Cooling Agent - An Atmospheric Chemist Laid the Foundation for an International Climate Agreement
It isn’t often that atmospheric chemists get to help save the world, but Guus Velders had his chance in October. He was attending international negotiations in Kigali, Rwanda, that were seeking to phase out production and use of hydrofluorocarbons (HFCs), extremely potent greenhouse gases commonly used in air conditioners.
Most nations had agreed on an aggressive timetable to begin eliminating the compounds, but India and a handful of other countries wanted an extra four years. After plugging the numbers into a model on his laptop computer, Velders informed negotiators that this particular concession would have little impact on the planet.
That and his earlier work helped to smooth the way for a widely hailed global accord, which was signed on 15 October. Velders, a soft-spoken researcher at the National Institute for Public Health and the Environment in Bilthoven, the Netherlands, is proud of the part he played. “I’ve never been involved in a process that leads to a global agreement on climate before,” he says.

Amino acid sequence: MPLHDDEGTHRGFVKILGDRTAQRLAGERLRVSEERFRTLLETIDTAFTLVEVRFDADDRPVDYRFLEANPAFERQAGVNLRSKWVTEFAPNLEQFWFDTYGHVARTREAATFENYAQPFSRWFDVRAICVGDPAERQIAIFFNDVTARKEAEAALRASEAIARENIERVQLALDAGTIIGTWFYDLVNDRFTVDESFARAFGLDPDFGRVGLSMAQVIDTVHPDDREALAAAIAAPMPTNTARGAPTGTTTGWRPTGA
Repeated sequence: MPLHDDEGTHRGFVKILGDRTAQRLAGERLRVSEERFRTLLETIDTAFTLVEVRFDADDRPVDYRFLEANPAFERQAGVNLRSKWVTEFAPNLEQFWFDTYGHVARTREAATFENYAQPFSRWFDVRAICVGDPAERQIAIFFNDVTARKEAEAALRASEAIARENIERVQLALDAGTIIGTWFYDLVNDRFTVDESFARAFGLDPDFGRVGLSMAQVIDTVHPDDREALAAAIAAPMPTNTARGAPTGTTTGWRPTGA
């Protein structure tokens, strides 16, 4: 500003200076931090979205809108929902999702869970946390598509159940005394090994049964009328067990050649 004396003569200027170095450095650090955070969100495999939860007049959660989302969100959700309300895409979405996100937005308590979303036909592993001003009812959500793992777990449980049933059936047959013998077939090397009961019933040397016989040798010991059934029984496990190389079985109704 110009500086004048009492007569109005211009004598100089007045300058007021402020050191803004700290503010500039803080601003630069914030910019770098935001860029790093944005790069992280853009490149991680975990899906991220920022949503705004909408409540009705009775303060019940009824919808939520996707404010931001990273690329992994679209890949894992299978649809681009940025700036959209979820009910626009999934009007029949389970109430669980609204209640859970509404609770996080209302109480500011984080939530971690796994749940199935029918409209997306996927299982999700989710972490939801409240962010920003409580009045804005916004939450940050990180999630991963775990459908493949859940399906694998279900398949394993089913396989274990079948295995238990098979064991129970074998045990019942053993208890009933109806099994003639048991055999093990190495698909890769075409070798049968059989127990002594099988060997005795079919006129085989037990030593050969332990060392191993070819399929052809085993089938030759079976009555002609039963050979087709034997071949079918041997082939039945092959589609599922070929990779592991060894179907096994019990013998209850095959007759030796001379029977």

It was no coincidence, however. Colleagues say that Velders has become the world’s expert on HFC emissions, and that nobody else could have provided such rapid analysis in Kigali. He is part of a community of scientists that has helped to refashion the 1987 Montreal Protocol — an international agreement designed to protect the stratospheric ozone layer — into a tool with which to fight global warming.
The refrigerants that fall within the scope of the protocol are also powerful greenhouse gases, and Velders’ team showed that the Montreal agreement actually did more to control global temperatures than did the 1997 Kyoto Protocol climate treaty. More recently, the team projected how much warming HFCs were likely to cause over the twenty-first century. That helped to set the stage for the agreement on HFCs, which was reached as an amendment to the Montreal Protocol.
“The Velders team always answered the right questions at the right time,” says Durwood Zaelke, president of the Institute for Governance & Sustainable Development, an advocacy group in Washington DC. “It’s safe to say that we wouldn’t have this agreement without them.”
Now it’s back to the drawing board for Velders’ team. Their scenario about how HFC emissions would grow over time was rendered obsolete by the new agreement to ban them. That’s the kind of intellectual setback that Velders heartily accepts.